The Supreme Court's free pass to Burwell v. Hobby Lobby continues to have a ripple effect beyond the immediate scope of its ruling, despite its author's claims to the contrary. Spurred by the Supremes' ruling, the ACLU, National Gay and Lesbian Task Force, Gay and Lesbian Advocates and Defenders, Lambda Legal, the National Center for Lesbian Rights and the Transgender Law Center have withdrawn their support of the Employment Non-Discrimination Act (ENDA) in its current form.

At issue is language in the bill that would allow some employers to discriminate against LGBT employees on religious grounds. From the ACLU statement:
"ENDA's discriminatory provision, unprecedented in federal laws prohibiting employment discrimination, could provide religiously affiliated organizations — including hospitals, nursing homes and universities — a blank check to engage in workplace discrimination against LGBT people."
Given the Court's tendency to favor any claim of religious freedom as long as it doesn't involve psychotropic drugs, the so-called religious liberty clause in the bill means that it could apply only to employers who were unlikely to discriminate against LGBT employees in the first place. Discrimination against LGBT persons in any way, shape, or form, is almost always clothed in religious garments. Unless the spectre of showering together raises its prurient head.

The Human Rights Campaign and Log Cabin Republicans remain committed to ENDA in whatever form might make it through Congress, although there is very little likelihood of John Boehner allowing it to come to the House floor for a vote.

Which is nothing new. ENDA was first introduced by Rev. Bella Abzug twenty Congresses ago. If you were facing antigay discrimination in the workplace then, chances are you are facing retirement now.

Monday, July 14, 2014

This Week's Sneak Peek

What, you don't think highway safety is an LGBT issue?

Tune in again later this week when all will be made clear.

Thursday, July 10, 2014

Q Toon: Windsor United

Corporations are people, too, my friend.

Among the challenges in this week's cartoon was coming up with a name for this faceless Corporate-American citizen. I realized after I had sent my idea proposal to my editors that I had neglected to google "Amalgamatrix" to make sure that there was not any actual corporation with that name.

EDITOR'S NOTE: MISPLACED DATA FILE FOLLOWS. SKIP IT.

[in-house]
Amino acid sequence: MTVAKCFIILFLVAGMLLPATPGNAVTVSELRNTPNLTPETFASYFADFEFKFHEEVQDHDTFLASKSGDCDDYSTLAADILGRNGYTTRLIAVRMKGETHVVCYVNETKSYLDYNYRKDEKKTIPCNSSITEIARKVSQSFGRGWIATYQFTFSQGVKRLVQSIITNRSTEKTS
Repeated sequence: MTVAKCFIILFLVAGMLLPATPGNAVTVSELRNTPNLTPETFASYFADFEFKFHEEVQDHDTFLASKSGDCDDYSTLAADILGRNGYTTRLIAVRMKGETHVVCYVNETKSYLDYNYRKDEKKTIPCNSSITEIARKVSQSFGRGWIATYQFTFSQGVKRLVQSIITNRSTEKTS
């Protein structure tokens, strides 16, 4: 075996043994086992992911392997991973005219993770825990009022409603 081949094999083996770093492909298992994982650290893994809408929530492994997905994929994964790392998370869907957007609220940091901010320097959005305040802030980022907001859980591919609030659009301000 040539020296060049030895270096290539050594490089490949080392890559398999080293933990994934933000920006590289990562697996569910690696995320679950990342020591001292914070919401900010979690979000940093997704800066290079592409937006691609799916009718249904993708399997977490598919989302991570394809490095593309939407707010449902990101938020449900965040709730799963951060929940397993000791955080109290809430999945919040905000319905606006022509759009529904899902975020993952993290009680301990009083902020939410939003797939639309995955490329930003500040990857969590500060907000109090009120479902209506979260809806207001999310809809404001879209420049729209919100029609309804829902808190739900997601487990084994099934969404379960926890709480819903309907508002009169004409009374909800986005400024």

Happily, it appears only to be part of the name of a CD by a band I'd never heard of and a screen name for (presumably) a handful of its fans. I'm so relieved that there's no need to worry about having hurt some corporation's feelings.

Wednesday, July 9, 2014

Lifestyle Artist

I was reading a Christian Science Monitor cover story on "Obama and Race" yesterday, and in one of the sidebar articles, Little Rock, Arkansas resident Chane Morrow was described as a "lifestyle artist."

I've heard of "lifestyle coaches," the people such as the Queer Eye for the Straight Guy crew who come into your home and throw out all your clip-on ties. But what the hell is a "lifestyle artist"?

The top result when I googled the term was the LinkedIn page of a guy in Singapore who defines it as "someone who take responsibility of their own lives and then proceeds to create their ideal lifestyles. Very much like how an artist works."

English is not the guy's first language, so I'll cut him some slack on the grammar. Let's just say that I find intriguing the notion that creating one's ideal lifestyle is art. As Picasso had his blue period at one time and his cubist period at another, Mr. Lifestyle Artist may have his beach bum period at one time and his investment banker period later on.

My ideal lifestyle, as it turns out, is to become a Lifestyle Art Critic.

So here, in no particular order and with no moral judgment, are my top ten Lifestyle Artists of all time -- realizing, of course, that actual artists do not qualify:

  1. RuPaul
  2. Kato Kaelin
  3. The Unibomber
  4. Octomom
  5. Naked Cowboy
  6. Anna Nicole Smith
  7. Joseph Smith
  8. Bob Jones
  9. Theodora (c. 870-916)
  10. Timothy Leary

Monday, July 7, 2014

This Week's Sneak Peek

Did someone call for a drone strike?

A daring young man on the flying trapeze?


Thursday, July 3, 2014

Q Toon: Simon Says

CNBC's "Squawk Box" was discussing the lack of any openly gay CEO's among the Fortune 500 when co-host Simon Hobbs stunned his fellow panelists by offering, "“I think Tim Cook is fairly open about the fact he’s gay at the head of Apple, isn’t he?”

After an awkward silence, James B. Stewart (on the show to discuss his book on the topic) answered, "Um. No."

Mr. Cook has given generously to and advocated for LGBT causes, runs a gay-friendly company, and last week again marched with his employees at San Francisco's Pride parade. But he has not discussed his personal life in public, nor has he been publicly linked to anyone romantically.

Which isn't stopping me from having a little fun with the story.

Have a happy Fourth o' July everyone!